I Love You, Too

cliff


Not even my closest friends know this about me, but I was once engaged. Well, I should say “engaged” – since this was prior to legal gay marriage in California. (How quickly things change.)

It was right after I had graduated from college, my heart still freshly broken but eager for more stimulation. I was 23, and alone in Los Angeles.

I met him at Trunks, the endearingly ratchet dive bar in WeHo, where the drinks are caustically strong enough to ruin a drag queen’s manicure. He was handsome in a quiet, unassuming way, and he had these big, brown, puppy-dog eyes. Honeyed eyes like pools of melted milk chocolate – I would get lost in them and he’d always look away bashfully. “Stop it.”

The first time we embraced every bump on my body fit into a curve on his, and I didn’t want to let go.

The first time we kissed his lips were cracked dry and they snagged onto mine, and we giggled and put on chapstick… and every kiss after that was perfect.

“You’re beautiful,” he whispered in my ear after we made love for the first time. And for the first time in my life, I believed it.

He wasn’t the first love of my life… perhaps not even the greatest. But he was the only one who has ever said it back to me: “I love you, too.”

So many times I wanted to run away. I knew I wasn’t ready. He was older, in his 30’s, and I was still a scared kid. But every time he said, “Come back to me,” I would. He was quiet and moody like me, but his voice was always calm and soft, and it lulled the other voices in my head to sleep.

It was only five months in when he asked me to leave the country with him. When I told him no, he asked me to marry him. We were sitting in traffic on the 10.

I sighed and looked out at the parking lot of cars. “I can’t leave here. It’s my home. What about my family?” He stiffened at this. He had never met my family. He’d asked before, and I’d put it off, downplaying the overwhelming influence they had over my life. But he knew about all the calls I made to my parents, all the family events that I never missed but also never invited him to. It was too painful to talk about: He wouldn’t be welcome.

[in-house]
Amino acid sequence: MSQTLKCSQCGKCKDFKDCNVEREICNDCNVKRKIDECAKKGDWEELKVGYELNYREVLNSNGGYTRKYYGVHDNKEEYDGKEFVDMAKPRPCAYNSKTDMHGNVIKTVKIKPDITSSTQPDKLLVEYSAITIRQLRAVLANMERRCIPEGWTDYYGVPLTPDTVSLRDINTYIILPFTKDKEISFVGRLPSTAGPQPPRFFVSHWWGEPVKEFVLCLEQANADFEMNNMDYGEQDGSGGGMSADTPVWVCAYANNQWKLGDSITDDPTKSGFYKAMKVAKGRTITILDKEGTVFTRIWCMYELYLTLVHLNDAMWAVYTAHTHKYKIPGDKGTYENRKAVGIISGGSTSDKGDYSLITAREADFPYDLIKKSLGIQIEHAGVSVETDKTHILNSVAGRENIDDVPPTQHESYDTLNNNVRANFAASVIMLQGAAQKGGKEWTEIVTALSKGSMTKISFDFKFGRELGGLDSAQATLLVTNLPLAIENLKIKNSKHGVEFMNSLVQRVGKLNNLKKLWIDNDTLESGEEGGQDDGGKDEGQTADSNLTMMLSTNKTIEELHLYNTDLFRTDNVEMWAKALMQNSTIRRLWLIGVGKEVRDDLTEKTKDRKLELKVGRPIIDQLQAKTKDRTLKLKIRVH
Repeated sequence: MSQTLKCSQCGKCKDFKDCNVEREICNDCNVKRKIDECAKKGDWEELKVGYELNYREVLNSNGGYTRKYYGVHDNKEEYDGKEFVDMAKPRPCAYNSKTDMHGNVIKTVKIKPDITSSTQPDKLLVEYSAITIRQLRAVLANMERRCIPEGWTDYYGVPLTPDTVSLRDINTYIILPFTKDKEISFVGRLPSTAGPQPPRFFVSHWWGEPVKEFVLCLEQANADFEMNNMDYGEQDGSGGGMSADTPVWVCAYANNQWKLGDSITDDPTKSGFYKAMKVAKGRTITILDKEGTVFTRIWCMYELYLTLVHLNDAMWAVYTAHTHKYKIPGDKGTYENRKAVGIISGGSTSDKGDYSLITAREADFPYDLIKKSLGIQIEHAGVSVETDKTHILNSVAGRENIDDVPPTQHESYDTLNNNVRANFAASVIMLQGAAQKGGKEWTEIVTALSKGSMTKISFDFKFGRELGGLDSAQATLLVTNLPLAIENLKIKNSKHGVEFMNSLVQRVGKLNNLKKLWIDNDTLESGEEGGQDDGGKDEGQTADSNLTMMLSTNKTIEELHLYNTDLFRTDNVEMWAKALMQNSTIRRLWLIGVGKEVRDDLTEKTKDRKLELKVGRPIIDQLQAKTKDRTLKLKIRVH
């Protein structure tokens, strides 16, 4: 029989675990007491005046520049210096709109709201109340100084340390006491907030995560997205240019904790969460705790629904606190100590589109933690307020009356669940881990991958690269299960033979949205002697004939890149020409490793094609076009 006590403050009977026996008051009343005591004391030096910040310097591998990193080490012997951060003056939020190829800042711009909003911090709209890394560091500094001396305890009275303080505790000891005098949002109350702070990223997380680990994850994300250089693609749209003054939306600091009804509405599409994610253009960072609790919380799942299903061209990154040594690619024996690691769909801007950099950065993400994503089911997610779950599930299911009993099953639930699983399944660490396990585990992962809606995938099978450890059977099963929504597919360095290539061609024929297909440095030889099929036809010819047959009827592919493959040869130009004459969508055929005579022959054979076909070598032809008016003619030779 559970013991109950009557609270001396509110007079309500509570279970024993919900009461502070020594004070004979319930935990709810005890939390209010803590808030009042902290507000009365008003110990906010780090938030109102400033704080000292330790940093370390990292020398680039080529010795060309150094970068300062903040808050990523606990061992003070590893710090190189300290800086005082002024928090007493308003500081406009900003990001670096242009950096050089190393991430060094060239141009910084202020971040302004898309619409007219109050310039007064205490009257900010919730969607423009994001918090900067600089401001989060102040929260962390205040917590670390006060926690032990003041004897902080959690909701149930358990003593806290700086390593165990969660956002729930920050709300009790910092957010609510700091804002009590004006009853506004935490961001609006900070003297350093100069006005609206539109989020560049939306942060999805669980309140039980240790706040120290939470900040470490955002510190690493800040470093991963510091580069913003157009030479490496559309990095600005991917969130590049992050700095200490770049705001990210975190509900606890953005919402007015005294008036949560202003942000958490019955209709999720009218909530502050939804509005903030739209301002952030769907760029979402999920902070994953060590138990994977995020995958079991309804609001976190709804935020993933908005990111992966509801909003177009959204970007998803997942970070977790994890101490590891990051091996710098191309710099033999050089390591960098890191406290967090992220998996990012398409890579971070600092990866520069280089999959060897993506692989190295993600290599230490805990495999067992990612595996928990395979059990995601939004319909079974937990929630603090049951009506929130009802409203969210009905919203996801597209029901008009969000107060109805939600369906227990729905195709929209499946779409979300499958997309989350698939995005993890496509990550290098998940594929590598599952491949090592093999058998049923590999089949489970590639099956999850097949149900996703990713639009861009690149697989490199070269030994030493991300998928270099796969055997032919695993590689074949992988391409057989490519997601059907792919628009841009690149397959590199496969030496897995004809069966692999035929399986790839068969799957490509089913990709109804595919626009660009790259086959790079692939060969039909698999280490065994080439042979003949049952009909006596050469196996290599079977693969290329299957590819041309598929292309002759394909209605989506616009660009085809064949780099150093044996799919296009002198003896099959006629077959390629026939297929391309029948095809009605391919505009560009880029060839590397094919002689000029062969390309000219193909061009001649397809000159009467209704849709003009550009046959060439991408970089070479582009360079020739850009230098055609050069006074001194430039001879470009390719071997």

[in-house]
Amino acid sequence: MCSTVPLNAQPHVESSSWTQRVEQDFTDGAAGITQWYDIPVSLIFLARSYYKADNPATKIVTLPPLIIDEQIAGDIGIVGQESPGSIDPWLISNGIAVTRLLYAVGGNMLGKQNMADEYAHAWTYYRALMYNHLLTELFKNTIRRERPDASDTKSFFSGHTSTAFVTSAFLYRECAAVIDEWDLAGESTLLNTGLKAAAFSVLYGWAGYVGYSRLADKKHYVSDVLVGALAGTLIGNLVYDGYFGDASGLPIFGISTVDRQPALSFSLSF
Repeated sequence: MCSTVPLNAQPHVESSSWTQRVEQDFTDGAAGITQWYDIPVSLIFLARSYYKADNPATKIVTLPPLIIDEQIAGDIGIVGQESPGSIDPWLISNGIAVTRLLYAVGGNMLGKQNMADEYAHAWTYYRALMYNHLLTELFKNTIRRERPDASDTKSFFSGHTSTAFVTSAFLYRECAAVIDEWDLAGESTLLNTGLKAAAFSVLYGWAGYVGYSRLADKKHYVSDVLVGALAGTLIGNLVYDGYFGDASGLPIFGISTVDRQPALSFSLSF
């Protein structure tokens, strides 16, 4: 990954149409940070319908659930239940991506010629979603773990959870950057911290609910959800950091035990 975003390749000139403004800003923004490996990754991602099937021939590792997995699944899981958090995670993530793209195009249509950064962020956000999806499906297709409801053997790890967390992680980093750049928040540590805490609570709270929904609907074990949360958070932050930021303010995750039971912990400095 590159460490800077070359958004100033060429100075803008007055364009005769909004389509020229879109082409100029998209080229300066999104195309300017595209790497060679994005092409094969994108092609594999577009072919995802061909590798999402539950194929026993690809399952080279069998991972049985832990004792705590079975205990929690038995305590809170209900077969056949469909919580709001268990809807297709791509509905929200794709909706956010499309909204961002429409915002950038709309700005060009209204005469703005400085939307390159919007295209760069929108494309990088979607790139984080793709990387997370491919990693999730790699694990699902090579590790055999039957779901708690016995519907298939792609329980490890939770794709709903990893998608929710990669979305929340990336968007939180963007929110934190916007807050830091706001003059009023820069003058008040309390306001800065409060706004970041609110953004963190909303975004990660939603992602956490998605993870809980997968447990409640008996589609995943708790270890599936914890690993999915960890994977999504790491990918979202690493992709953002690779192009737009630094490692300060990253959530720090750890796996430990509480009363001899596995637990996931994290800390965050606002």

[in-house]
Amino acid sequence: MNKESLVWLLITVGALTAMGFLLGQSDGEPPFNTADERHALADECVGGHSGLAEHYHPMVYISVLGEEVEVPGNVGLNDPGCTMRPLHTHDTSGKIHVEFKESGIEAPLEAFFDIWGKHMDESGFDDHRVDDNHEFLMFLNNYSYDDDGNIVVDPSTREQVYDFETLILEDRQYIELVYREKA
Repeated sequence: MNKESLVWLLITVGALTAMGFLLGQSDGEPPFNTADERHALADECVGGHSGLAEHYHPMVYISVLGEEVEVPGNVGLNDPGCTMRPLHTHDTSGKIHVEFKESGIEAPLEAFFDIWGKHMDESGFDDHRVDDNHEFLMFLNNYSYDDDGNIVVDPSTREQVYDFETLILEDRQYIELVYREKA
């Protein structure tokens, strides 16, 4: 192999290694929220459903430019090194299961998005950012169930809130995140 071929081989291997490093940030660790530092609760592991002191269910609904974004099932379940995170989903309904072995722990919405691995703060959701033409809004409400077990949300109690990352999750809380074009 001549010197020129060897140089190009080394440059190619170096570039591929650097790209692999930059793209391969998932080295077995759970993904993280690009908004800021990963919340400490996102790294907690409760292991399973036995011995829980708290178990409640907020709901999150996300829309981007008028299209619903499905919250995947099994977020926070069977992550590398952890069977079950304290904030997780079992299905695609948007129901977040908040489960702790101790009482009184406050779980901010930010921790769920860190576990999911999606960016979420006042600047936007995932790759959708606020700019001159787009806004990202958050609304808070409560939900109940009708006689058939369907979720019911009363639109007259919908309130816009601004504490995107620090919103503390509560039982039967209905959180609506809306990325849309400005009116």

Now I wonder if he knew that when I sat at those happy gatherings of the people I loved the most, I felt as empty as the chair next to me. I watched my cousins bring their girlfriends, boyfriends, eventually spouses, with the beautiful engagement parties and grand weddings, and I felt a strangling mixture of joy and jealousy.

The night after he proposed, we were in his bed, and he told me, “Let me be your family.” I buried my head into his chest and cried. The next morning I told him yes.

It didn’t work out, though. Blood is thicker than boys, as it turns out.

A month later he left LA back to his homeland. I drove him to the airport and watched him disappear into the international terminal.

We’ve only spoken briefly since. He has a husband now. I don’t know much else.

Regret isn’t the word.

I feel that the universe moves with us, and it just wasn’t meant to be. I wasn’t ready to leave my family. There is a strangely delightful pain when those you love the most are unwilling to accept you exactly as you are, a constant jabbing that keeps you alert and motivated. This pain that I loved is the same pain that has influenced so much of my life, kept me scared, kept me complacent, kept me resentful.

But that was three years ago. And I am no longer scared.

I only started thinking about him again recently. Because I have found myself at another crossroads in my life right now, where I find myself once again choosing between my past and my future. Once again, my life is about to change… if I let it.

But it is different this time. I no longer am afraid, I am aware of my own beauty, I know my self-worth, I am ready.

And I’m choosing my future. TC mark

Read another essay from Justin Huang in Thought Catalog Books’ new anthology, Boys, here.

TC Site

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